Aug. 7, 14, and 21, 6 p.m.
The Barnes Foundation, 2025 Benjamin Franklin Parkway
The Barnes Foundation is a cornerstone of Philadelphia’s art landscape. But did you know that Dr. Albert Barnes was a sort of modern-day Robin Hood, who stole paintings to share with the masses? Or that, as a result, assassins made attempts on his life?
Well, he wasn’t. And they didn’t. None of that is true. But if you visit the Barnes on Tuesday nights through the end of August, you might hear such tall tales. In a series of special tours called Barnes Jawn(ts), guest “experts” will interpret the collection however they see fit.
“We have a pastor, we have a cyclist, we have a comic book shop owner, we have an LGBT activist, we have pretty much, if you take 10 different people from different walks of life … Philadelphia,” said Kathleen Greene, curator of public programs at the Barnes Foundation.
“I kind of see it as a fantasy world, and you’re going into an individual person’s fantasy of what this is. There’s something magical about that, about being invited into someone else’s brain for 45 minutes.”
One tour guide told visitors that some of the art is so powerful it can be viewed only through a clenched fist held up to the eye.
“It’s the most comical thing to see visitors walking through, squinting with one eye with their hand up like a telescope. It’s wonderful,” said Greene.
The tours are the brainchild of the Philly-based Obvious Agency, an “interactive design collaboration” between artists Joseph Ahmed, Arianna Gass, and Daniel Park. They sought a diverse group of tour guides and gave them a one-hour introduction to the collection before setting them loose.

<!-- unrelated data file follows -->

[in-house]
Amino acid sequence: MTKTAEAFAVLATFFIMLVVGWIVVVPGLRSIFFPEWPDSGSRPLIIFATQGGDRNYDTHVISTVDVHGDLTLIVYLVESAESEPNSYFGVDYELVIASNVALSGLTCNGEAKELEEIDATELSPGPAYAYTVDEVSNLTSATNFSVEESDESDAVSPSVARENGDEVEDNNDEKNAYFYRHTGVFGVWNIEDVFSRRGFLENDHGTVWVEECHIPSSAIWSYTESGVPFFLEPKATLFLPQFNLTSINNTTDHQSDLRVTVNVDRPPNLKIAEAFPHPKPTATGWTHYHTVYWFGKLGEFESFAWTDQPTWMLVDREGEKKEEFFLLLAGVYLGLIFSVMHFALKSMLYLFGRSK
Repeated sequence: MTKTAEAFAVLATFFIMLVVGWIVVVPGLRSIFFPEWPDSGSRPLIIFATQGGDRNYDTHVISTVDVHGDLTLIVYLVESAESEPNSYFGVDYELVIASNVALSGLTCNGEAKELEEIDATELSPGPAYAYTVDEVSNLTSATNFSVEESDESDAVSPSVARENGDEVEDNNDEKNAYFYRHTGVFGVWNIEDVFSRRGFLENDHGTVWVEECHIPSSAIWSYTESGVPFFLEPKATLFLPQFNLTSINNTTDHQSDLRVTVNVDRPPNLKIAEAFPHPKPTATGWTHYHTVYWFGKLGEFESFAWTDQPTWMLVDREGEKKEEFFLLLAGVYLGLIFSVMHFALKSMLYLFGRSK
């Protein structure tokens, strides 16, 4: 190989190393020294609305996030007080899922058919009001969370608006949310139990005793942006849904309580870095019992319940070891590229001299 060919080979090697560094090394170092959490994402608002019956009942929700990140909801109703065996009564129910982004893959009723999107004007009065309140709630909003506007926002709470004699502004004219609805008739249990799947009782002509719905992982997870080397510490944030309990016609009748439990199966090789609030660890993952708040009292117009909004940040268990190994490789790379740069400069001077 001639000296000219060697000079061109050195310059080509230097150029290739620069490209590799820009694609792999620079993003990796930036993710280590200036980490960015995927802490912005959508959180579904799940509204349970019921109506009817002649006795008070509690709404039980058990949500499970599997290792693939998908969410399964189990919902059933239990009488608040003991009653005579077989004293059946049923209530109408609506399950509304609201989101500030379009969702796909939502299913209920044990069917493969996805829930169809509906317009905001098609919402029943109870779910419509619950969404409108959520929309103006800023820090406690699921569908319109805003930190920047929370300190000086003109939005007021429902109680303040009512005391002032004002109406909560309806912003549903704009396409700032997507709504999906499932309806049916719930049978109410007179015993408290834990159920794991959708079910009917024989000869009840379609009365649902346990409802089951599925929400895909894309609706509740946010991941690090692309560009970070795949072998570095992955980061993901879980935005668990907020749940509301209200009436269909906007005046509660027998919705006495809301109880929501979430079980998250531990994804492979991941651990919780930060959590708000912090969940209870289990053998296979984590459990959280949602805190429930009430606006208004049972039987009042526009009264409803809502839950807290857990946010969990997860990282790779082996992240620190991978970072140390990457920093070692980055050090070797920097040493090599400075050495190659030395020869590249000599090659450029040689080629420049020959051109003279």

I hopped on a tour led by Shani Akilah, a co-founder of the Black and Brown Workers Cooperative, which does workplace and labor organizing. Akilah told the group that Barnes had stolen all the artworks and began giving them away to friends. That started quite a controversy — and brought on the assassins.
“It pretty much it died down once Barnes was like, OK, OK, I’ll set these up in a gallery so folks can come and look, as opposed to handing them out on the street corner,” said Akilah, with perfectly feigned professionalism.
The visitors were more than game to play along. Akilah encouraged them to supply their own interpretations, and beamed at their “expertise.” One asked about a painting of a woman with underarm hair. Might it be a feminist statement?
“Absolutely, Barnes was a fierce feminist,” said Akilah, not missing a beat. “And a lot of people don’t know this. They don’t put the most important things in history books.”
Greene said some regular visitors have been a little uncomfortable with the way these tours play fast and loose with the truth. A few have walked off. And it’s true that, if you’re looking to learn by-the-books art history, this isn’t the setting.
But the goal, said Greene, is to make the collection exciting to new audiences that might not visit otherwise, including some of the tour guides.
“I didn’t even know this space existed” until Obvious Agency got in touch, said Akilah. “I’ve driven past it constantly, but this is the first time I’m actually inside these walls.”
For Linda Black, who volunteers at the Barnes once a month, the tour made the familiar collection new again. “It was hilarious. I wanted more, actually, I wanted to spend more time on it,” she said.
Giggling, she recalled one of her new favorite “facts”: that Barnes had collaborated with Janelle Monae. “I am walking away with a lot more. The next time I spend some time with the collection, I’ll take that into consideration,” she laughed.
The Barnes Jawn(t)s continue each Tuesday night until Aug. 21, with upcoming tours by interdisciplinary performance artist Morgan FitzPatrick Andrews; owner of Amalgam Comics Ariell R. Johnson; the Rev. Nicolas O’Rourke, and others.
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